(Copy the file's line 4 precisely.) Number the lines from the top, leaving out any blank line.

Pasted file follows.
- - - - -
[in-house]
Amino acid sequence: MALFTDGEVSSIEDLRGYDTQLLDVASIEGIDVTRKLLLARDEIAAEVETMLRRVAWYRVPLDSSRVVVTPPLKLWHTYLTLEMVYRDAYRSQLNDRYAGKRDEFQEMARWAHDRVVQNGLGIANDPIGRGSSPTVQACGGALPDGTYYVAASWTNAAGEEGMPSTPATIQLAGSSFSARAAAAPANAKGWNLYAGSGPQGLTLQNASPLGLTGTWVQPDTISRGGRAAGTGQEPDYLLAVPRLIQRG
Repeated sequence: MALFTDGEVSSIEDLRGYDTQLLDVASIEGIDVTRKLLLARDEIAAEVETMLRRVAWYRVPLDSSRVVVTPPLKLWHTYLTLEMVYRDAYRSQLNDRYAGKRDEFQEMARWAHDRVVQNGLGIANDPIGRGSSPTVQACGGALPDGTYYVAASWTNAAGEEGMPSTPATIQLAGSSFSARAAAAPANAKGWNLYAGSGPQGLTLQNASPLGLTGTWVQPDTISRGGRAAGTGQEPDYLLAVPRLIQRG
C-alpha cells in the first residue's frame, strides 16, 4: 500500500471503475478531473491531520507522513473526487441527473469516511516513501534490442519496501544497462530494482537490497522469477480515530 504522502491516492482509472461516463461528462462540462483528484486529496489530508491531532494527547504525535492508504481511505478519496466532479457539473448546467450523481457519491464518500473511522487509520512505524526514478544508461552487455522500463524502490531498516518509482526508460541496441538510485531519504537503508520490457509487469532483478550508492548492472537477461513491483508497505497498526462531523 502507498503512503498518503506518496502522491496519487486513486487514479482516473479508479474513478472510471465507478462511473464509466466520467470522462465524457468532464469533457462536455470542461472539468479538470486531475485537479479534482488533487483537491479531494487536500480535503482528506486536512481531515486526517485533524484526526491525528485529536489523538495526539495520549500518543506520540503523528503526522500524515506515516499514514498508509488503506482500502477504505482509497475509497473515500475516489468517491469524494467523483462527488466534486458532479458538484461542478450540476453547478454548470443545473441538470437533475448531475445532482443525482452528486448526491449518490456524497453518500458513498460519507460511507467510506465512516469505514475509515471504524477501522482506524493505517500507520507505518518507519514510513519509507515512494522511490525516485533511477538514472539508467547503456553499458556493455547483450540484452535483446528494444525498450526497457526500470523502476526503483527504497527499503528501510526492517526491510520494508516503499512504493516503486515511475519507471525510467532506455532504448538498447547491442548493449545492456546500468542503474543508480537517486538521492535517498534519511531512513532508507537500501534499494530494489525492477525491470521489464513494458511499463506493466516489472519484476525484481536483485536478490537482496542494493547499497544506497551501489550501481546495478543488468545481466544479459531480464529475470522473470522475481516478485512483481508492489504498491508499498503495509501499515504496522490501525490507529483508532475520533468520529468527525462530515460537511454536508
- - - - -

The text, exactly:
C-alpha cells in the first residue's frame, strides 16, 4: 500500500471503475478531473491531520507522513473526487441527473469516511516513501534490442519496501544497462530494482537490497522469477480515530 504522502491516492482509472461516463461528462462540462483528484486529496489530508491531532494527547504525535492508504481511505478519496466532479457539473448546467450523481457519491464518500473511522487509520512505524526514478544508461552487455522500463524502490531498516518509482526508460541496441538510485531519504537503508520490457509487469532483478550508492548492472537477461513491483508497505497498526462531523 502507498503512503498518503506518496502522491496519487486513486487514479482516473479508479474513478472510471465507478462511473464509466466520467470522462465524457468532464469533457462536455470542461472539468479538470486531475485537479479534482488533487483537491479531494487536500480535503482528506486536512481531515486526517485533524484526526491525528485529536489523538495526539495520549500518543506520540503523528503526522500524515506515516499514514498508509488503506482500502477504505482509497475509497473515500475516489468517491469524494467523483462527488466534486458532479458538484461542478450540476453547478454548470443545473441538470437533475448531475445532482443525482452528486448526491449518490456524497453518500458513498460519507460511507467510506465512516469505514475509515471504524477501522482506524493505517500507520507505518518507519514510513519509507515512494522511490525516485533511477538514472539508467547503456553499458556493455547483450540484452535483446528494444525498450526497457526500470523502476526503483527504497527499503528501510526492517526491510520494508516503499512504493516503486515511475519507471525510467532506455532504448538498447547491442548493449545492456546500468542503474543508480537517486538521492535517498534519511531512513532508507537500501534499494530494489525492477525491470521489464513494458511499463506493466516489472519484476525484481536483485536478490537482496542494493547499497544506497551501489550501481546495478543488468545481466544479459531480464529475470522473470522475481516478485512483481508492489504498491508499498503495509501499515504496522490501525490507529483508532475520533468520529468527525462530515460537511454536508